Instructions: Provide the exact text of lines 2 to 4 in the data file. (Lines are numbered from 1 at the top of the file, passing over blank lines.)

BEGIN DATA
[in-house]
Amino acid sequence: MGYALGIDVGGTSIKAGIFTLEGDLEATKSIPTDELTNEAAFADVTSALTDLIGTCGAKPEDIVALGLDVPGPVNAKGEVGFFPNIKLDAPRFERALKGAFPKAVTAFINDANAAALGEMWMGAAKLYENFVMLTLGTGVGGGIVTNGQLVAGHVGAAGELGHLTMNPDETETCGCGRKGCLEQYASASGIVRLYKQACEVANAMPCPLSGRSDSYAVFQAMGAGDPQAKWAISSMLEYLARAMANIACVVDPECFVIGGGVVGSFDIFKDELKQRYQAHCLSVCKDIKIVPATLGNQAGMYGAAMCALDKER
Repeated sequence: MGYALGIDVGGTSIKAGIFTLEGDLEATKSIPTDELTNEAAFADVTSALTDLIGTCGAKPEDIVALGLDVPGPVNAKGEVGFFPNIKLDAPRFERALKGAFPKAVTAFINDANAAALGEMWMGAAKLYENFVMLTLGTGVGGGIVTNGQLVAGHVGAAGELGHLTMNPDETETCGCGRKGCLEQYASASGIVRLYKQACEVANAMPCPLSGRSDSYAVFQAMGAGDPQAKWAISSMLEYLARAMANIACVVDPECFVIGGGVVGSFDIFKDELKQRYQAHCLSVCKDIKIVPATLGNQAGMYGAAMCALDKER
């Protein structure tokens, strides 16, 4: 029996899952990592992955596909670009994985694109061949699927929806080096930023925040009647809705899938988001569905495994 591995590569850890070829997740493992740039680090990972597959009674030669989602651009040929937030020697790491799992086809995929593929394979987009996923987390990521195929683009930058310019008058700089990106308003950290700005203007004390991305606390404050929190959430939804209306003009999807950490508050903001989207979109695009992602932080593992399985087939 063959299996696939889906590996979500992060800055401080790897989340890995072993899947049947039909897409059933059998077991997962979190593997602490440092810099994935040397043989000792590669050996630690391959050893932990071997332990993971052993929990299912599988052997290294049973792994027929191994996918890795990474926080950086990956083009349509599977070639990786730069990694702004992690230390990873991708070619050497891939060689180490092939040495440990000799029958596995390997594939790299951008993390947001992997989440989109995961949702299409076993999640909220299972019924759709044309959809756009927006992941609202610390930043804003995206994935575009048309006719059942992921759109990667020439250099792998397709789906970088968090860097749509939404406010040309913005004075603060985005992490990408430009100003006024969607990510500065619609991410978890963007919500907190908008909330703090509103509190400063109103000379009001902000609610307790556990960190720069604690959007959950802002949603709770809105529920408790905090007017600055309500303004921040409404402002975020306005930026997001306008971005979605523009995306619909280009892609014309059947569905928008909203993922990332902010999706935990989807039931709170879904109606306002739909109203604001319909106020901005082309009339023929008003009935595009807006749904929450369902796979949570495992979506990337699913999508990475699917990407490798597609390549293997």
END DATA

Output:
Amino acid sequence: MGYALGIDVGGTSIKAGIFTLEGDLEATKSIPTDELTNEAAFADVTSALTDLIGTCGAKPEDIVALGLDVPGPVNAKGEVGFFPNIKLDAPRFERALKGAFPKAVTAFINDANAAALGEMWMGAAKLYENFVMLTLGTGVGGGIVTNGQLVAGHVGAAGELGHLTMNPDETETCGCGRKGCLEQYASASGIVRLYKQACEVANAMPCPLSGRSDSYAVFQAMGAGDPQAKWAISSMLEYLARAMANIACVVDPECFVIGGGVVGSFDIFKDELKQRYQAHCLSVCKDIKIVPATLGNQAGMYGAAMCALDKER
Repeated sequence: MGYALGIDVGGTSIKAGIFTLEGDLEATKSIPTDELTNEAAFADVTSALTDLIGTCGAKPEDIVALGLDVPGPVNAKGEVGFFPNIKLDAPRFERALKGAFPKAVTAFINDANAAALGEMWMGAAKLYENFVMLTLGTGVGGGIVTNGQLVAGHVGAAGELGHLTMNPDETETCGCGRKGCLEQYASASGIVRLYKQACEVANAMPCPLSGRSDSYAVFQAMGAGDPQAKWAISSMLEYLARAMANIACVVDPECFVIGGGVVGSFDIFKDELKQRYQAHCLSVCKDIKIVPATLGNQAGMYGAAMCALDKER
């Protein structure tokens, strides 16, 4: 029996899952990592992955596909670009994985694109061949699927929806080096930023925040009647809705899938988001569905495994 591995590569850890070829997740493992740039680090990972597959009674030669989602651009040929937030020697790491799992086809995929593929394979987009996923987390990521195929683009930058310019008058700089990106308003950290700005203007004390991305606390404050929190959430939804209306003009999807950490508050903001989207979109695009992602932080593992399985087939 063959299996696939889906590996979500992060800055401080790897989340890995072993899947049947039909897409059933059998077991997962979190593997602490440092810099994935040397043989000792590669050996630690391959050893932990071997332990993971052993929990299912599988052997290294049973792994027929191994996918890795990474926080950086990956083009349509599977070639990786730069990694702004992690230390990873991708070619050497891939060689180490092939040495440990000799029958596995390997594939790299951008993390947001992997989440989109995961949702299409076993999640909220299972019924759709044309959809756009927006992941609202610390930043804003995206994935575009048309006719059942992921759109990667020439250099792998397709789906970088968090860097749509939404406010040309913005004075603060985005992490990408430009100003006024969607990510500065619609991410978890963007919500907190908008909330703090509103509190400063109103000379009001902000609610307790556990960190720069604690959007959950802002949603709770809105529920408790905090007017600055309500303004921040409404402002975020306005930026997001306008971005979605523009995306619909280009892609014309059947569905928008909203993922990332902010999706935990989807039931709170879904109606306002739909109203604001319909106020901005082309009339023929008003009935595009807006749904929450369902796979949570495992979506990337699913999508990475699917990407490798597609390549293997």